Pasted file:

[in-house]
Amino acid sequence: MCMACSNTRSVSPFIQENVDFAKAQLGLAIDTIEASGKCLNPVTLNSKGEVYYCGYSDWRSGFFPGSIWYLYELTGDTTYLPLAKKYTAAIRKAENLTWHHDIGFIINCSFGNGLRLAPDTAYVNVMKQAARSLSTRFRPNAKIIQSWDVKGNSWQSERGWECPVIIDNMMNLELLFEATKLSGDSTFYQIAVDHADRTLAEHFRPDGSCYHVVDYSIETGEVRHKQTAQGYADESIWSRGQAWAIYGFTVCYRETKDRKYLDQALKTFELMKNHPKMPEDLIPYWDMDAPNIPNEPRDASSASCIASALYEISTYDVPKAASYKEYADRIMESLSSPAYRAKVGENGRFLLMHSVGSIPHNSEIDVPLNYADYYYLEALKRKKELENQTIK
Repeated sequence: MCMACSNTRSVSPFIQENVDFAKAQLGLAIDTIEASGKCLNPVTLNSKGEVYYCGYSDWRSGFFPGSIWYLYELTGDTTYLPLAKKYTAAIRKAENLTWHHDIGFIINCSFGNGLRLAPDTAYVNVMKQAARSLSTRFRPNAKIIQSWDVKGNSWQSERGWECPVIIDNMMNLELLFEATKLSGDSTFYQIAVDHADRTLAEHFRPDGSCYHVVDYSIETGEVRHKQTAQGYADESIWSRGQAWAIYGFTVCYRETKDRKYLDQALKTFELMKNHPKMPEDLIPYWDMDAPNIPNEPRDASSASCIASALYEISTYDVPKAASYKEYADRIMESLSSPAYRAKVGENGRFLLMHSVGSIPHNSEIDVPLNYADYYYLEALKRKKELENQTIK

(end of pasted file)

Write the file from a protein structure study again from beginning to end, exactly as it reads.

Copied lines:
[in-house]
Amino acid sequence: MCMACSNTRSVSPFIQENVDFAKAQLGLAIDTIEASGKCLNPVTLNSKGEVYYCGYSDWRSGFFPGSIWYLYELTGDTTYLPLAKKYTAAIRKAENLTWHHDIGFIINCSFGNGLRLAPDTAYVNVMKQAARSLSTRFRPNAKIIQSWDVKGNSWQSERGWECPVIIDNMMNLELLFEATKLSGDSTFYQIAVDHADRTLAEHFRPDGSCYHVVDYSIETGEVRHKQTAQGYADESIWSRGQAWAIYGFTVCYRETKDRKYLDQALKTFELMKNHPKMPEDLIPYWDMDAPNIPNEPRDASSASCIASALYEISTYDVPKAASYKEYADRIMESLSSPAYRAKVGENGRFLLMHSVGSIPHNSEIDVPLNYADYYYLEALKRKKELENQTIK
Repeated sequence: MCMACSNTRSVSPFIQENVDFAKAQLGLAIDTIEASGKCLNPVTLNSKGEVYYCGYSDWRSGFFPGSIWYLYELTGDTTYLPLAKKYTAAIRKAENLTWHHDIGFIINCSFGNGLRLAPDTAYVNVMKQAARSLSTRFRPNAKIIQSWDVKGNSWQSERGWECPVIIDNMMNLELLFEATKLSGDSTFYQIAVDHADRTLAEHFRPDGSCYHVVDYSIETGEVRHKQTAQGYADESIWSRGQAWAIYGFTVCYRETKDRKYLDQALKTFELMKNHPKMPEDLIPYWDMDAPNIPNEPRDASSASCIASALYEISTYDVPKAASYKEYADRIMESLSSPAYRAKVGENGRFLLMHSVGSIPHNSEIDVPLNYADYYYLEALKRKKELENQTIK